• Get the team together for a brainstorming session, in which everyone identifies potential risks. Your team can help you compile a list of risks might come up during your project.
  • Conduct interviews with various people associated with the project. There may be others not as heavily involved in the work, but who can also provide valuable insight. Talk with people on teams that are impacted or have interfacing systems. Talk with others who have worked on similar projects.
  • Review the risk tables and documentation from other projects to see if there’s something you had not thought of.


Furthermore, you’ll not only rely on your team to help identify the potential risks, but also the potential ways of dealing with these risks.

This does several things for your team:

  • gets them thinking about potential problems that could come up
  • gets them thinking creatively about ways to address or deal with these risks
  • helps them take ownership in addressing risks


How To Compose the Project Management Risk Matrix

Your Risk Matrix will contain information that will be helpful to not only identify the risks but make other determinations about them. It might include the following information:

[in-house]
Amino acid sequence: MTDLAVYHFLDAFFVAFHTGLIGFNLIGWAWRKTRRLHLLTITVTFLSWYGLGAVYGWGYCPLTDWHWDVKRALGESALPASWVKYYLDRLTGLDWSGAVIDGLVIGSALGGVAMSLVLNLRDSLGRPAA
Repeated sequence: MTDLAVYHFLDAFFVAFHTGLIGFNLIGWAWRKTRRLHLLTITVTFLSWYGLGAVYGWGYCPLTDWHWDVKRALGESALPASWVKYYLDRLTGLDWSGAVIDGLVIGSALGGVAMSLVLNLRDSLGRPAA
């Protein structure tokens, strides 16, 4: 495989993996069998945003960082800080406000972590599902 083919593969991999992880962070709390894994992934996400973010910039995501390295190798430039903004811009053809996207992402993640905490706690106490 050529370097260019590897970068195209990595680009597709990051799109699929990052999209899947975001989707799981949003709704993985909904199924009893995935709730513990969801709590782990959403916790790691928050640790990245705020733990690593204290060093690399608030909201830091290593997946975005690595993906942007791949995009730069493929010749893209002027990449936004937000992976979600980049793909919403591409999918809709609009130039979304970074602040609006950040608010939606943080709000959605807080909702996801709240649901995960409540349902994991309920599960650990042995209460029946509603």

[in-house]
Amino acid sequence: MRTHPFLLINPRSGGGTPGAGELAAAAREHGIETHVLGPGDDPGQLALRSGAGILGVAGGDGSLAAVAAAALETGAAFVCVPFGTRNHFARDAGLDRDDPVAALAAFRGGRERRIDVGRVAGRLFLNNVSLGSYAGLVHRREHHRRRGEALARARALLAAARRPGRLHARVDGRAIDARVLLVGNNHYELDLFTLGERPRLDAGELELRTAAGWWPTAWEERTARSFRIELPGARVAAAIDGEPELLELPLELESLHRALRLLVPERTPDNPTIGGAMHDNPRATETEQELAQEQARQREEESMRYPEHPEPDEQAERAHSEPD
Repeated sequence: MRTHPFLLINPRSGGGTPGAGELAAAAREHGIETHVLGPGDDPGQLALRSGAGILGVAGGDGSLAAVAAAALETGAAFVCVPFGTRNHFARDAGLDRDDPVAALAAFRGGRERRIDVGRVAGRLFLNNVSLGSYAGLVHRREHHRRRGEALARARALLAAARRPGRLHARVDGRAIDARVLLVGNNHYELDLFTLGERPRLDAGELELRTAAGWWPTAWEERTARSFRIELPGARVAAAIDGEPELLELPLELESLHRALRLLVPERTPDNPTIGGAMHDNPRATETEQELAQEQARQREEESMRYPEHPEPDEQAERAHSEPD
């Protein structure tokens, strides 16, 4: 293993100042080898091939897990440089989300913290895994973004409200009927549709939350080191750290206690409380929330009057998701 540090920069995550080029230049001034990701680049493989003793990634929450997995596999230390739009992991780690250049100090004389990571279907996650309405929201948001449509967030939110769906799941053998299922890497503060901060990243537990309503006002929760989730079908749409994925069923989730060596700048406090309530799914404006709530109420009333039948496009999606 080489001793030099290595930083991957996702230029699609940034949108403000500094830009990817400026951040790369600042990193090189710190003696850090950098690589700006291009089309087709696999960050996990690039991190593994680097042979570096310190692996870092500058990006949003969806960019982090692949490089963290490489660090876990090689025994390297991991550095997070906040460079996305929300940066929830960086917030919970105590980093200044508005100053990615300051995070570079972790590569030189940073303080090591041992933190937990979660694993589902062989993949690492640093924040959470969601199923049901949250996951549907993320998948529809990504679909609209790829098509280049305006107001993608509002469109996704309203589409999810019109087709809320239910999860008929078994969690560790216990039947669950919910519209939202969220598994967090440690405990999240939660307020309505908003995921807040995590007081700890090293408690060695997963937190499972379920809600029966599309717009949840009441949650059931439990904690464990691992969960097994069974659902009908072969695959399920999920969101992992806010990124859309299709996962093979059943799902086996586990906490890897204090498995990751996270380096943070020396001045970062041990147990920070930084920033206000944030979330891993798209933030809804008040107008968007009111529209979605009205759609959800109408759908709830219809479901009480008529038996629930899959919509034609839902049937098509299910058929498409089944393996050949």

• Risk ID – A unique identifier for tracking purposes.
  • Identified Risk / Description – what the risk occurrence is and how it might negatively impact the project.
  • Likelihood of Occurrence – the likelihood that the event will occur.
  • Potential Consequence / Impact – How risk might affect the project if it occurs. For example, if a shipment of servers arrives late, it could impact the software installations. If another project with shared resources runs longer than planned, it could impact the start date of a component of your project.
  • Risk Category – If desired, you can categorize your risks into similar groups. Examples might be cost, schedule, resources, regulatory, or any others that are relevant to your project.
  • Impact – the degree to which the event will affect the project. You could state this in terms such as Low, Medium, High, or in a numerical range from 1 – 5.
  • Risk Trigger – Events that indicate a need to implement a contingency plan. For example, a shipment of servers needed for your project doesn’t ship on the planned date due to inclement weather.